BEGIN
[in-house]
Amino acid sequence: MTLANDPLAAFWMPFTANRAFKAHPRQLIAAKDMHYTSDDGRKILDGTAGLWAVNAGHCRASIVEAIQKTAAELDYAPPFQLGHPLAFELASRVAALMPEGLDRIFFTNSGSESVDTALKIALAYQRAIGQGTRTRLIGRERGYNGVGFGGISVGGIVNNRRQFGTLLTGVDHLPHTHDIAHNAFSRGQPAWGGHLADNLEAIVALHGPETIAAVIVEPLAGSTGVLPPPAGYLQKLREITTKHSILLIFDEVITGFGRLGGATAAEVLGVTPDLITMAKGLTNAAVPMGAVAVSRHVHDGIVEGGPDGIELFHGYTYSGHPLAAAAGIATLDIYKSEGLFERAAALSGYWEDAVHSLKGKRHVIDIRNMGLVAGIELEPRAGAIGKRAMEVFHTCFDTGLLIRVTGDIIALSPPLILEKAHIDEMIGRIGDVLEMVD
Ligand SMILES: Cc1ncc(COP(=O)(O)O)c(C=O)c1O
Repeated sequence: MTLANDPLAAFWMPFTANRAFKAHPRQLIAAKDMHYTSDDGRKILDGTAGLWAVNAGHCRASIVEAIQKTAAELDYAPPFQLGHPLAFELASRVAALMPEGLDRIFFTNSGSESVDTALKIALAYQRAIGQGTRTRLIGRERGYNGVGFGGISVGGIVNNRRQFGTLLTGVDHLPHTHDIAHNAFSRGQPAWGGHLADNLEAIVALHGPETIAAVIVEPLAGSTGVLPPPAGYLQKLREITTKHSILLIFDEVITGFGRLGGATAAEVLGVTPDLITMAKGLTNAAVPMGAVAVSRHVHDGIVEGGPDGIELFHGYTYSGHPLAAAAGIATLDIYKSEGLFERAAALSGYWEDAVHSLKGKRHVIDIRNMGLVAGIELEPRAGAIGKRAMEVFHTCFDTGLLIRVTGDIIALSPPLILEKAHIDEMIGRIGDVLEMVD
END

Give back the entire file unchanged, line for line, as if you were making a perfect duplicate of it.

[in-house]
Amino acid sequence: MTLANDPLAAFWMPFTANRAFKAHPRQLIAAKDMHYTSDDGRKILDGTAGLWAVNAGHCRASIVEAIQKTAAELDYAPPFQLGHPLAFELASRVAALMPEGLDRIFFTNSGSESVDTALKIALAYQRAIGQGTRTRLIGRERGYNGVGFGGISVGGIVNNRRQFGTLLTGVDHLPHTHDIAHNAFSRGQPAWGGHLADNLEAIVALHGPETIAAVIVEPLAGSTGVLPPPAGYLQKLREITTKHSILLIFDEVITGFGRLGGATAAEVLGVTPDLITMAKGLTNAAVPMGAVAVSRHVHDGIVEGGPDGIELFHGYTYSGHPLAAAAGIATLDIYKSEGLFERAAALSGYWEDAVHSLKGKRHVIDIRNMGLVAGIELEPRAGAIGKRAMEVFHTCFDTGLLIRVTGDIIALSPPLILEKAHIDEMIGRIGDVLEMVD
Ligand SMILES: Cc1ncc(COP(=O)(O)O)c(C=O)c1O
Repeated sequence: MTLANDPLAAFWMPFTANRAFKAHPRQLIAAKDMHYTSDDGRKILDGTAGLWAVNAGHCRASIVEAIQKTAAELDYAPPFQLGHPLAFELASRVAALMPEGLDRIFFTNSGSESVDTALKIALAYQRAIGQGTRTRLIGRERGYNGVGFGGISVGGIVNNRRQFGTLLTGVDHLPHTHDIAHNAFSRGQPAWGGHLADNLEAIVALHGPETIAAVIVEPLAGSTGVLPPPAGYLQKLREITTKHSILLIFDEVITGFGRLGGATAAEVLGVTPDLITMAKGLTNAAVPMGAVAVSRHVHDGIVEGGPDGIELFHGYTYSGHPLAAAAGIATLDIYKSEGLFERAAALSGYWEDAVHSLKGKRHVIDIRNMGLVAGIELEPRAGAIGKRAMEVFHTCFDTGLLIRVTGDIIALSPPLILEKAHIDEMIGRIGDVLEMVD